That was elegantly done, you got very close to the time guidelines, we appreciate it. Thank you for coming and giving your wisdom today.

I would ask you go back a few slides. To grownld our discussion going forward, this is from the report this summer on interfacing registries with EHRs, combining much of what we are talking about here today To separate the concept of EHR, we are under statute, obliged to assist in the way the committee proceeds with the concept of registry. They distinguish here the record of individual health information that can be used by clinicians and staff across multiple organization and registry of organized systems of data for a population. Given this rough distinction, I call attention to our committee's recommendation the 2013 for meaningful use, the specialist report to relevant external disease registries approved by CMS. We had as a group endorsed the notion. One way specialists in particular could satisfy meaningful use is by not necessarily conforming to the EHR language here, but by helping to populate a registry which in turn can be providing data to CMS or others.

I guess the question I want to start the discussion with, to each of you, to react to the proposal we put forward, one way to satisfy meaningful use for some disciplines or specialists may to be contribute data to registry perceived as constituting part of meaningful use. Do you think your experience with registries has been, and the state-of-the-art, challenges you identified already, we should proceed down the course of evaluating the opportunity for specialists to meet the meaningful use goals by virtue of registry participation? What are the limits? Or strengths of that approach we should contemplate? >

There are definite advantages to registries and I think one the you're contemplating here is that it can measure outcomes more effectively. And Fred talk about that. If you don't need to measure outcomes, then they may not be as necessary, but they're very helpful to measure out. Registries all have additional purposes. What Dan was talking about earlier is the about the registry more as they did it intermediary. [Indiscernible] then it doesn't necessarily have many advantages over Drexel mission. But if it's to bring together date that over time, episodes of care, out comes, posted together, then they're useful but and I think it's just limited to specialists.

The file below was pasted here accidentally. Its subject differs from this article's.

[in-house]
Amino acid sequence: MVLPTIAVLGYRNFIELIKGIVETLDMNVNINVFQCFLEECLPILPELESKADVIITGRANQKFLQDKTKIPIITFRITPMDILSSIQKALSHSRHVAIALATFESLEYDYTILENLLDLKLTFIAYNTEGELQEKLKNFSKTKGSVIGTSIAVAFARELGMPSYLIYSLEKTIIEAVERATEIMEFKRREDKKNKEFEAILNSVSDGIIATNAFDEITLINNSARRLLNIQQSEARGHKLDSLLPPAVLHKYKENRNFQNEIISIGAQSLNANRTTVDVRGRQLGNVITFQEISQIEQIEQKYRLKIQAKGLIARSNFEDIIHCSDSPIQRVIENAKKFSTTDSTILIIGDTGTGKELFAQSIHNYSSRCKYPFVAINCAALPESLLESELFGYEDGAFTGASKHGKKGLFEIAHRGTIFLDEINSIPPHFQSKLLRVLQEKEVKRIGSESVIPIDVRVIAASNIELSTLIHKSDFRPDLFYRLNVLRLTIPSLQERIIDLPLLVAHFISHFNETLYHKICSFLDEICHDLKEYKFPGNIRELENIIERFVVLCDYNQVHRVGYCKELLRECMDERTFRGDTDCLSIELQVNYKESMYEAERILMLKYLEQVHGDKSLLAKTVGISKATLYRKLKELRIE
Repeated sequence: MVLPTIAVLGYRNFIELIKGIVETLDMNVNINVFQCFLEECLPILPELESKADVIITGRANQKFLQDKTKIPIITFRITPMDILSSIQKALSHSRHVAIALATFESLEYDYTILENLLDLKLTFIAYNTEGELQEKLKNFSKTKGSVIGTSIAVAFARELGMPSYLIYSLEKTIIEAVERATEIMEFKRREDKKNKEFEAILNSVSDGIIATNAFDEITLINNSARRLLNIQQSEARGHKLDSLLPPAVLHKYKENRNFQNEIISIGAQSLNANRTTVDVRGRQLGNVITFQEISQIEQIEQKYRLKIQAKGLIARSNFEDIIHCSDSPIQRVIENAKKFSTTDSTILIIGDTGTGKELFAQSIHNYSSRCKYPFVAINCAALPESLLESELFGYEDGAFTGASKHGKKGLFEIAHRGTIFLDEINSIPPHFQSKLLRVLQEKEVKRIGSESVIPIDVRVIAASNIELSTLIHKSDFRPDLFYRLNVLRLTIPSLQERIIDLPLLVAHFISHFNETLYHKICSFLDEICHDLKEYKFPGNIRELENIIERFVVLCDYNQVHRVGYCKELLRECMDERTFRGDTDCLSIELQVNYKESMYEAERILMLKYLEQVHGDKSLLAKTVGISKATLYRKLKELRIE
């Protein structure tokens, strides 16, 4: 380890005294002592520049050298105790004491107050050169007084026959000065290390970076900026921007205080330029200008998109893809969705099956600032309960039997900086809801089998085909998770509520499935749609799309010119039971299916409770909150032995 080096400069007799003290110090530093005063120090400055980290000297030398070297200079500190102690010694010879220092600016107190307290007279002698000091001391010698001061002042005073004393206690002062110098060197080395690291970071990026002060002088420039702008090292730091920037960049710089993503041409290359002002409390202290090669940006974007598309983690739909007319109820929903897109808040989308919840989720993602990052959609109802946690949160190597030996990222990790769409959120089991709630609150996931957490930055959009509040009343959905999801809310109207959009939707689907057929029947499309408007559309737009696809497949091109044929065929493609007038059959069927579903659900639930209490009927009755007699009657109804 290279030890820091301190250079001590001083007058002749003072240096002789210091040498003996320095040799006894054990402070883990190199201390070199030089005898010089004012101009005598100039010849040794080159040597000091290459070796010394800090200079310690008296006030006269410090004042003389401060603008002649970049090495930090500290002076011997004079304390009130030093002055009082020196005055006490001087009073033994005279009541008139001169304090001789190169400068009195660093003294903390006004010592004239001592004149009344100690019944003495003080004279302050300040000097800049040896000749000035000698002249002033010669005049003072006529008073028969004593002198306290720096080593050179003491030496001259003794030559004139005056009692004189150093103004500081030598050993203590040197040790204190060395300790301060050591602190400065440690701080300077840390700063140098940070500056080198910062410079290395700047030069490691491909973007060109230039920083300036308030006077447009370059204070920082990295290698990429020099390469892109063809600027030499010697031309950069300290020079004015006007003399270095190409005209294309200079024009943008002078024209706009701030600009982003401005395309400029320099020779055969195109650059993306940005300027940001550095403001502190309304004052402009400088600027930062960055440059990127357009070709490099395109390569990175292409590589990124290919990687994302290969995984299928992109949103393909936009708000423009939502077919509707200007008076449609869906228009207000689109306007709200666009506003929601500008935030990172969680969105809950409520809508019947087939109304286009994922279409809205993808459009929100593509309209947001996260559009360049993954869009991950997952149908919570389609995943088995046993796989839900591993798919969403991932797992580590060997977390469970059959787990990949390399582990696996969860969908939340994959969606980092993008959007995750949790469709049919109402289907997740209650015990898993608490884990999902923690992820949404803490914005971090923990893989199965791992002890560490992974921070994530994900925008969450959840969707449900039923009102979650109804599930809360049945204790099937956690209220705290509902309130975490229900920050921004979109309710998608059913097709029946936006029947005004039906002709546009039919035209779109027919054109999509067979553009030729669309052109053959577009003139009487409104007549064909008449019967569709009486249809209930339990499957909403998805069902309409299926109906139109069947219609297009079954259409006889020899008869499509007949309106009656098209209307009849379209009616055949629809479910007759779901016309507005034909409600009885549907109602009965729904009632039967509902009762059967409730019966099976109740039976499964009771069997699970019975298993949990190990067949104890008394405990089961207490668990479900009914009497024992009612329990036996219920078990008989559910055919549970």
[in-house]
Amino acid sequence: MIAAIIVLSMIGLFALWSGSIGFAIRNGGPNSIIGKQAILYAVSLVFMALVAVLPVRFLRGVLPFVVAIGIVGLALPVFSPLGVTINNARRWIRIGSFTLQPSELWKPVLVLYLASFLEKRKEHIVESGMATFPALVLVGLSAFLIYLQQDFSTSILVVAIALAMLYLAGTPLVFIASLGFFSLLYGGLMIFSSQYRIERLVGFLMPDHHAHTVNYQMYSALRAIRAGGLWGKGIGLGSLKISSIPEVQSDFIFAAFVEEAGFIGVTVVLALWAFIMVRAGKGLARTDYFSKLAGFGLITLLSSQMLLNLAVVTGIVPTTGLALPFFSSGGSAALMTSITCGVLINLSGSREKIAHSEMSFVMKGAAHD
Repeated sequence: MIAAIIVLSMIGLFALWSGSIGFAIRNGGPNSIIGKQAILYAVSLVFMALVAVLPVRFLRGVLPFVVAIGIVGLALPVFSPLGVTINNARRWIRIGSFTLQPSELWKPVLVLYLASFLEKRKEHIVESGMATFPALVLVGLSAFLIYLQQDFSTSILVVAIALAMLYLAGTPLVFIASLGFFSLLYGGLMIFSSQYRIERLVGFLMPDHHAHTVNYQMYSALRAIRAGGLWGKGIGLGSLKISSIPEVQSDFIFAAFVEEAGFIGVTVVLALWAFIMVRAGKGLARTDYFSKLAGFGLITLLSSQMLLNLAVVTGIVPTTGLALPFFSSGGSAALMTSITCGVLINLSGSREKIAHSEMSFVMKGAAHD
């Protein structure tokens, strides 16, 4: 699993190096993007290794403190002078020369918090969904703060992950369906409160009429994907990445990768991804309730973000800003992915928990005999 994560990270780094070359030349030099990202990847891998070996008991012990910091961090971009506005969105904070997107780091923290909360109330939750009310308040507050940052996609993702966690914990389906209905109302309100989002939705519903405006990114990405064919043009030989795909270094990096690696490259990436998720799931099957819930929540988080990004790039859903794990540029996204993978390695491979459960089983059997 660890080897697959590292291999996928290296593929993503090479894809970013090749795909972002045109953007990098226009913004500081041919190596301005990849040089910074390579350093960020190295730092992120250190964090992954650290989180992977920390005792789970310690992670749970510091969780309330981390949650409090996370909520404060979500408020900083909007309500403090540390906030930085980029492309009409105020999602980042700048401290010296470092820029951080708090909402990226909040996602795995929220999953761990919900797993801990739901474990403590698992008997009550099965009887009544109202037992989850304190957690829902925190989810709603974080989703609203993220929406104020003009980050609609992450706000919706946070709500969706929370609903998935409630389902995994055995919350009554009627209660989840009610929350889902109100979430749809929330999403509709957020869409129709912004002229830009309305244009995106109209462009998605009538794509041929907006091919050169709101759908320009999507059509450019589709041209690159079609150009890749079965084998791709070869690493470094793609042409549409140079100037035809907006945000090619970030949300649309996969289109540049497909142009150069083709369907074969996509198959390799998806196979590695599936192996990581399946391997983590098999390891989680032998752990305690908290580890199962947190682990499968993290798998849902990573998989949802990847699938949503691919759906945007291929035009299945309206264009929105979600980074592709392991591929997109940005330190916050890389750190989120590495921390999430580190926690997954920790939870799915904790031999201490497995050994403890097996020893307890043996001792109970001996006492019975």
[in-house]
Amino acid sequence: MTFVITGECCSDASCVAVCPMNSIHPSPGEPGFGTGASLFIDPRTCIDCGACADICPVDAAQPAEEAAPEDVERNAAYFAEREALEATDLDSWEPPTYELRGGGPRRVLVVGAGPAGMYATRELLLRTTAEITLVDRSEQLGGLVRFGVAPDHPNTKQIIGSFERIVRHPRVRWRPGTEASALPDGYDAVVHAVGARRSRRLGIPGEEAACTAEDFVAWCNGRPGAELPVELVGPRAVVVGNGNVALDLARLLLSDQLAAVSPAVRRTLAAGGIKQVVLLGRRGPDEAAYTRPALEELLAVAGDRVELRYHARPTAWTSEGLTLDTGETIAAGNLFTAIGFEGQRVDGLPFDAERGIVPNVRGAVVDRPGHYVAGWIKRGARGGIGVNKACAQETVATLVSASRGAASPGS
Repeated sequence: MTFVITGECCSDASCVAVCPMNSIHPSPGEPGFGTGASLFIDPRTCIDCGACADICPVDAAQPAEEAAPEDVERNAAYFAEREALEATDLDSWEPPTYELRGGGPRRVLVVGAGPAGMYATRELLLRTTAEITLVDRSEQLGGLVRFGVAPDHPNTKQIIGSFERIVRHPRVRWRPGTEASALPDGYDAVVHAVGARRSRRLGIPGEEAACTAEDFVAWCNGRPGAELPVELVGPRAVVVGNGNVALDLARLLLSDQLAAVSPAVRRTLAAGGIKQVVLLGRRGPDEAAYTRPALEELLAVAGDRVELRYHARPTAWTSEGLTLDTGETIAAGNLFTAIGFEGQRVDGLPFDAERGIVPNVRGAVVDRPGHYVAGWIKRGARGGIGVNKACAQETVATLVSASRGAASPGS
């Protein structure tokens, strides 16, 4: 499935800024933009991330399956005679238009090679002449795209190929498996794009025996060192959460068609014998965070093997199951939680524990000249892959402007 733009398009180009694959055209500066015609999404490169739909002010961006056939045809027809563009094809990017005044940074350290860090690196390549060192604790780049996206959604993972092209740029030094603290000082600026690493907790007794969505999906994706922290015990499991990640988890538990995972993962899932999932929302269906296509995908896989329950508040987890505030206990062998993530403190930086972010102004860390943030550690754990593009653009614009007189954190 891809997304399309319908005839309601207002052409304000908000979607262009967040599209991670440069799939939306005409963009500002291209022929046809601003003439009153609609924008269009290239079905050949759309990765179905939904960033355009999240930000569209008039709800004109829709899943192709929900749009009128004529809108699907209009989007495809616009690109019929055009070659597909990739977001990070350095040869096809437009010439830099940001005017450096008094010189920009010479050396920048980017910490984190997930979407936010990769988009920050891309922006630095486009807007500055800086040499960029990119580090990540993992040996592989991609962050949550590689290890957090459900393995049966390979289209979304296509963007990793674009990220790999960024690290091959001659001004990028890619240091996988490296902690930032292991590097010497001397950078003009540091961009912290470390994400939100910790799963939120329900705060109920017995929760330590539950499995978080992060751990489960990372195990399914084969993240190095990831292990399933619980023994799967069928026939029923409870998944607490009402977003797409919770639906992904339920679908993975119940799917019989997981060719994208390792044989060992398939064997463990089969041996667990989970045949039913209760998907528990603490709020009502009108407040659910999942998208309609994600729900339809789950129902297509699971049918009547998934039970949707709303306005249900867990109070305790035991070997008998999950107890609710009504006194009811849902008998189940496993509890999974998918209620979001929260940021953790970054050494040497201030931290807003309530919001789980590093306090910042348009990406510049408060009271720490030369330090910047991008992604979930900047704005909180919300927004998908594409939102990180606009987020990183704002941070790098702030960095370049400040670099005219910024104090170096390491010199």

I would echo what Mike said. The STS is a prime example, it allows you to look at one provider versus another. In you can compare the outcomes and if one provider is doing a lot better than another, the provider is not doing as well. The may be able to learn something from the provider who is having a good outcome. The registry doesn't just cut the debt but it does work and out of go some of the registry's we have reporting were simply almost data vendors. Some of the EHRs set up registries and that's great, they're getting the data into is. What I would caution or suggest is that by submitting data from the electronic health record, one directly, I think that will have to push the interoperability on below. It's one thing to transmit data to a registry, there are many different ways as we talk about the registry's can cut that data. However, if the registry has to be able to put the clinical information and to a close to report to data architecture, and made a rapid and an exit trapper, you guys want able to speak of America, if they have to go through processing that this will have to push the interoperability envelopes one provider would be able to speak to another provider rather than ever distraite perhaps collecting data in the way that they choose to do. I think that's an important thing to keep in the back of your mind.